Staffers discuss their skyward habits


Anna-Maya Hachmeister

As the school year progresses students become more aware of their grades. For some students, checking Skyward on the app or on a computer becomes an addiction.


Elizabeth Patton

I’m not a fan of stereotypes, but I am the definition of one. I’m the first born and female. I’m as Type A as you can get and extremely competitive. Grades have been a focal point of my high school career, so naturally, Skyward is one of my most used apps.

Grades play such a heavy role in my future academic endeavors, so why wouldn’t I spend my monthly data plan checking them?

— Elizabeth Patton

When I came to Free State, I was introduced to Skyward in app form. I no longer had to find a computer or a Wi-Fi source to check my grades. I could do it sitting in class, from my handy-dandy iPhone 4s. It was a glorious day for my anxiety-ridden, grade checking 14-year-old self. Four years later, the Skyward app is still on my homescreen, nestled between Messages and Safari.

Grades play such a heavy role in my future academic endeavors, so why wouldn’t I spend my monthly data plan checking them? It’s a tool meant to connect parents and students to life within our school. Being able to see exactly what you’re good or bad at gives you the insight to change or maintain study habits for greater future success. Plus, I always know when to keep my mom away from Skyward after a subpar test grade has been entered.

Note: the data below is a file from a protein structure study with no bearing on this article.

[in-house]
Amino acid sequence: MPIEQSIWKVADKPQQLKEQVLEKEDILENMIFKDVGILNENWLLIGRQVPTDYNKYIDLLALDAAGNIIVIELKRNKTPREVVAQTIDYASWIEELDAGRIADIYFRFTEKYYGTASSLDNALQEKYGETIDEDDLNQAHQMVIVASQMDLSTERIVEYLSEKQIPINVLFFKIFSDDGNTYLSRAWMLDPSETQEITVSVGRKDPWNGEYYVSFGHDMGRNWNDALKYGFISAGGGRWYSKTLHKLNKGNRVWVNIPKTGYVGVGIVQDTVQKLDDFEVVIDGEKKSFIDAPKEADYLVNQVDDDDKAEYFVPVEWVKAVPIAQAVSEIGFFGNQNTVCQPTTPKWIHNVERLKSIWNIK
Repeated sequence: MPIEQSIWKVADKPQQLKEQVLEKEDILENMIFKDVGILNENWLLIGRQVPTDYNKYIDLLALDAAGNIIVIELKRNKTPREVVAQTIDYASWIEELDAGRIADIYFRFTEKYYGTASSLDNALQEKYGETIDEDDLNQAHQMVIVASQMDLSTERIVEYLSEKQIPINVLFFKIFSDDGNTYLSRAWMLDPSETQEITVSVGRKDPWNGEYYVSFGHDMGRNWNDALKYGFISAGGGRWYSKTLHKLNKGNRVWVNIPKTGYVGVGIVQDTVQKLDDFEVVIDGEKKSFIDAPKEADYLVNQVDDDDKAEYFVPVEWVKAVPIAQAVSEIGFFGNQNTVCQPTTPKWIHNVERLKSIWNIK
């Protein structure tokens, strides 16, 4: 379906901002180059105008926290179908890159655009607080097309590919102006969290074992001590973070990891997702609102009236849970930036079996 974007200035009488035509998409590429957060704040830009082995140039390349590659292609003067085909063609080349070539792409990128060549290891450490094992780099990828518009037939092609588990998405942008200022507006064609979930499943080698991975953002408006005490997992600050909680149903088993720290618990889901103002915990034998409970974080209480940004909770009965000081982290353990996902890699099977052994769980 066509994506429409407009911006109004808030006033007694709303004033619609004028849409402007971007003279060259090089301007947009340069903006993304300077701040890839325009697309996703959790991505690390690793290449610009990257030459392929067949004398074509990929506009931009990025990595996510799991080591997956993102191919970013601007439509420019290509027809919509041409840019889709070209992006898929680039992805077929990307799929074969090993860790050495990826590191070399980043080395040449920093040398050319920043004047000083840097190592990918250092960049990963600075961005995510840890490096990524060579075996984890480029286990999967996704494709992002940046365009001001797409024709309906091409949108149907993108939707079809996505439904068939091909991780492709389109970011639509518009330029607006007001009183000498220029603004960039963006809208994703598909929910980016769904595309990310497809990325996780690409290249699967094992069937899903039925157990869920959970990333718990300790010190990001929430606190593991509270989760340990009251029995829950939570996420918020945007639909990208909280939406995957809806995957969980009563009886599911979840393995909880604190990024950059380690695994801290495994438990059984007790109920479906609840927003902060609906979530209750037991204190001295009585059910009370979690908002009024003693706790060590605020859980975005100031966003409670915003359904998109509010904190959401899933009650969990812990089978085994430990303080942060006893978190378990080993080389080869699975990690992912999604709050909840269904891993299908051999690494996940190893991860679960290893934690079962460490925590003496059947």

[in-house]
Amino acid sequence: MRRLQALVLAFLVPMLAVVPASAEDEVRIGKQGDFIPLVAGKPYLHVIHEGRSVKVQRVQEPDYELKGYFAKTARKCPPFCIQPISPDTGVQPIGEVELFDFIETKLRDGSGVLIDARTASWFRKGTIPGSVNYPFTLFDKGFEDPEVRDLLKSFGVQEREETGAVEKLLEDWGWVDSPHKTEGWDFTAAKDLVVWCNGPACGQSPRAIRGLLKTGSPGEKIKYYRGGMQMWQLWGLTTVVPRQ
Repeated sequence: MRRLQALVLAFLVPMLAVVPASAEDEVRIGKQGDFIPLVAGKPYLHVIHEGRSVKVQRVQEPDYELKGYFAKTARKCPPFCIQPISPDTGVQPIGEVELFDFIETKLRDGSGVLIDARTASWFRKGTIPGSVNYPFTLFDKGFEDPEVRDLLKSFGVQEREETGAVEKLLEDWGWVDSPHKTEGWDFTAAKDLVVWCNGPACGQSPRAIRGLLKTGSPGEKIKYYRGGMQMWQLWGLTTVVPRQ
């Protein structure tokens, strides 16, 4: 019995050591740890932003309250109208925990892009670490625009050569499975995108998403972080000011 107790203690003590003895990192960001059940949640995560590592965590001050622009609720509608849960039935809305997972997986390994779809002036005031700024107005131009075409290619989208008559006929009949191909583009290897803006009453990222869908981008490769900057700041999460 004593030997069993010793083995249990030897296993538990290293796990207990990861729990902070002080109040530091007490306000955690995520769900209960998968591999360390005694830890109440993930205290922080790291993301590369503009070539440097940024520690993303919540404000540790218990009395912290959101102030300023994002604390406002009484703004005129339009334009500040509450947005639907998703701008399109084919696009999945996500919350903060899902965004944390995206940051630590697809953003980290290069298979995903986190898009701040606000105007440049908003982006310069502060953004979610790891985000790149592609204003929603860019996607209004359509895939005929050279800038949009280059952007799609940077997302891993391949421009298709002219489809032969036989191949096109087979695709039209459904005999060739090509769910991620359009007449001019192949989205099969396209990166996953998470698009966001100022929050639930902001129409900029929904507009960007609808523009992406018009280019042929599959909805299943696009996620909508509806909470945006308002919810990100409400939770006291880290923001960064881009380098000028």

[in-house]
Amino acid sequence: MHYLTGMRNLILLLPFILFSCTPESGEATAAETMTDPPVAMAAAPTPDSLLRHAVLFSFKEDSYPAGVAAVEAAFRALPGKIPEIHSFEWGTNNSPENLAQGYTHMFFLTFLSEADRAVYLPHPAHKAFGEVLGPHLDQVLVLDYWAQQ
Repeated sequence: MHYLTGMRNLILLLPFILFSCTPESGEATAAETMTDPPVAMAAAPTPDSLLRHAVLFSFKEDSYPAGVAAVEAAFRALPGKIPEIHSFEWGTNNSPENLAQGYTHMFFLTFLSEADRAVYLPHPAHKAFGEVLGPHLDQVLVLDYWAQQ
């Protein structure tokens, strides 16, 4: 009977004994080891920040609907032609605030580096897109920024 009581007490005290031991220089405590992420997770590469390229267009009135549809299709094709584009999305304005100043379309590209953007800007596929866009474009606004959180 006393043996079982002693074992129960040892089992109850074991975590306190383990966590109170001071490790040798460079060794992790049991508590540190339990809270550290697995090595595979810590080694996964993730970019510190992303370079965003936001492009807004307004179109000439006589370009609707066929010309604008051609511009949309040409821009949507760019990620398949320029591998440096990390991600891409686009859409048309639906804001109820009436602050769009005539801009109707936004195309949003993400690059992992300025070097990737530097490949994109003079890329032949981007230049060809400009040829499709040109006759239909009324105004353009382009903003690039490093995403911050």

Just like learning trumps grades, awareness also trumps ignorance. There is no reason not to use the resources at your fingertips to stay current with grades and assignments. Whether you like it or not, your high school career dictates your future and using the resources provided to you is a part of the process.

Darby Gilliland

I can’t remember the last time I checked Skyward without a teacher telling my class to check our test grades. I’ve never felt that figurative bead of sweat falling down my forehead as I typed in my password.

I don’t check Skyward often because it’s stress inducing. Checking my Skyward app every minute to see if the test scores have been posted does not seem healthy to me. I would rather wait until I get my test in class so I can see exactly what I’ve done wrong  and why I deserve that grade. 

I don’t check Skyward often because it’s stress inducing.

— Darby Gilliland

Checking Skyward can also contribute to procrastination and not doing your best work. I have heard people say, “I have 98% in the class, so why would I do that assignment?” Skyward is there so we can know how we are doing in a class, not how little work we can do. It allows people to put off their studies by distracting themselves with the latest update on their GPA instead of studying.

Lastly, most of the students who are checking Skyward non-stop are dealing with the pressure of getting good grades to get into a good college and get a good job. If you are caught up in trying to get that perfect 4.0, it can defeat the purpose of school: learning. I completely understand why people check Skyward so much. It is easily accessible and can be helpful in times of academic distress, but in my opinion, it’s a huge distraction.